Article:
Chemical engineers don’t like waste. We are always looking for ways to use and reuse items that would otherwise be discarded (see my blog ‘Ionic fluids pack a punch for biofuels‘).
At a first glance, some products only have one function. For example, the loose-fill packing peanuts that make shipping fragile items easier.
Packing peanuts normally end up in landfill sites where they remain intact for decades and as they’re difficult to breakdown, only around 10 per cent are recycled in the US.
So, researchers from Purdue University, US, did some clever thinking and found a way to convert packing peanuts into carbon electrodes that can outperform the conventional graphite electrodes found in lithium ion batteries.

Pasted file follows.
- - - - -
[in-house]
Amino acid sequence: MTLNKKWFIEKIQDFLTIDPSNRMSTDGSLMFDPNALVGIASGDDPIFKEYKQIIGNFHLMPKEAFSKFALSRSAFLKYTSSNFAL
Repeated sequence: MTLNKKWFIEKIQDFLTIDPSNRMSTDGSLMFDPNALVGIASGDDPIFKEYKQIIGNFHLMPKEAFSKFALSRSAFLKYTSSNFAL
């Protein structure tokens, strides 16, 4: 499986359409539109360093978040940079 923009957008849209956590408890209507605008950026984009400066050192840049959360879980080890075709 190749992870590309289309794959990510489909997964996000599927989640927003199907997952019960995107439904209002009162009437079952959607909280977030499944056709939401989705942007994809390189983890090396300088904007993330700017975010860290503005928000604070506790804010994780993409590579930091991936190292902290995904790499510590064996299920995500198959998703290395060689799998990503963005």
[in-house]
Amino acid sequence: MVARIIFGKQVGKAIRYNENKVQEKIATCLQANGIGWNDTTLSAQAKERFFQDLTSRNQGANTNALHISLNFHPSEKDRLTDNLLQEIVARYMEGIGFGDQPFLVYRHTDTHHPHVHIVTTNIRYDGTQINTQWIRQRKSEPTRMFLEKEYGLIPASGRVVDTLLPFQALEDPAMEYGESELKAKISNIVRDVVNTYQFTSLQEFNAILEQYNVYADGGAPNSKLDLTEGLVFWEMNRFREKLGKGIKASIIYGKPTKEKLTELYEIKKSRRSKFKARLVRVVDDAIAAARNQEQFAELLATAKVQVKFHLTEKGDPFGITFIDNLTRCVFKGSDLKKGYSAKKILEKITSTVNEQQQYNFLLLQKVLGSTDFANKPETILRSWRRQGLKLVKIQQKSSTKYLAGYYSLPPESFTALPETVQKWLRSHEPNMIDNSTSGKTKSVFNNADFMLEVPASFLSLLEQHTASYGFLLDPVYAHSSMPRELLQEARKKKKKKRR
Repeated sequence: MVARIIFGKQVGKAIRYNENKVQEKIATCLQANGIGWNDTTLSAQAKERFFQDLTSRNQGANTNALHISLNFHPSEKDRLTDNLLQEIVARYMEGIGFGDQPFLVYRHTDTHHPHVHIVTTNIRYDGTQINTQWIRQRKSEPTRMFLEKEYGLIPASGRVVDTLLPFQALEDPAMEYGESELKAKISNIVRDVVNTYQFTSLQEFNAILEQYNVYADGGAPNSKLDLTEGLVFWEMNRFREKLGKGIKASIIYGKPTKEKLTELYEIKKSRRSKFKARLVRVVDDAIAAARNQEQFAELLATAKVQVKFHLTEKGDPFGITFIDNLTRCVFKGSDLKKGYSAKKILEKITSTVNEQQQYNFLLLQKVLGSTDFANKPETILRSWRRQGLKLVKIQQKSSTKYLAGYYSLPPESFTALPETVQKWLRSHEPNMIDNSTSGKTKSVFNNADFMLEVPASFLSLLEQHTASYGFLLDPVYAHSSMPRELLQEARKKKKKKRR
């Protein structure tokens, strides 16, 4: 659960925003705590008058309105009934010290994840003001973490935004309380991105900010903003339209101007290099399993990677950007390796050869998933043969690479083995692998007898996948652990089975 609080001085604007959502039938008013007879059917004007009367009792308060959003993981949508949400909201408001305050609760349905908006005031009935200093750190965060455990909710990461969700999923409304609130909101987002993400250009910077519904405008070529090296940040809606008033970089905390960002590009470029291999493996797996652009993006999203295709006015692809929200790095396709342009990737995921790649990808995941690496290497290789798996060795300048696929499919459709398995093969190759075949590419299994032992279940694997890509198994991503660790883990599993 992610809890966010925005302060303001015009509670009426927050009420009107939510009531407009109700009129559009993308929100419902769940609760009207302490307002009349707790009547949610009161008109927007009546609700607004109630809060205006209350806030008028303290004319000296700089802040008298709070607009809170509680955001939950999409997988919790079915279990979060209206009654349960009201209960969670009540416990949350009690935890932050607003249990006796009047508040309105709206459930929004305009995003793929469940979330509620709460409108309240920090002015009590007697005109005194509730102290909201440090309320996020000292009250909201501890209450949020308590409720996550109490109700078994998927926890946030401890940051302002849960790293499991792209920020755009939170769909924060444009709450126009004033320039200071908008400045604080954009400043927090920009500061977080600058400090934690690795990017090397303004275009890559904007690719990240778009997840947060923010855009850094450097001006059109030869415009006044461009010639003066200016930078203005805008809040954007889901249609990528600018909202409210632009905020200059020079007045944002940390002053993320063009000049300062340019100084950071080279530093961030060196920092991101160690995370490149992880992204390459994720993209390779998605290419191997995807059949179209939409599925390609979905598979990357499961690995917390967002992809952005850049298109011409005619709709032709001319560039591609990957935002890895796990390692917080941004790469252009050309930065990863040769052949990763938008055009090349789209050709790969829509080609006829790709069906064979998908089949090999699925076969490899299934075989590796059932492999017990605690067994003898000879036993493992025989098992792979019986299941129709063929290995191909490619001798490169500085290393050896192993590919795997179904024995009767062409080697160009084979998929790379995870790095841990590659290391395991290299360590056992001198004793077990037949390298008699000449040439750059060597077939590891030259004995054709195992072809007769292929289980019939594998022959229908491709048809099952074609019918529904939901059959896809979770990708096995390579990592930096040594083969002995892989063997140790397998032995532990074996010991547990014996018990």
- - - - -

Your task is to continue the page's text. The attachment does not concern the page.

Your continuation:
It all started when Professor Vilas Pol, an associate professor of chemical engineering, and his postdoctoral researcher, Vinodkumar Etacheri, were unpacking boxes filled with instruments for Vilas’ new lab. After emptying the boxes, they had great new lab full of instruments and a surplus of packing peanuts.
Continue reading Turning packing peanuts* to power (Day 329)
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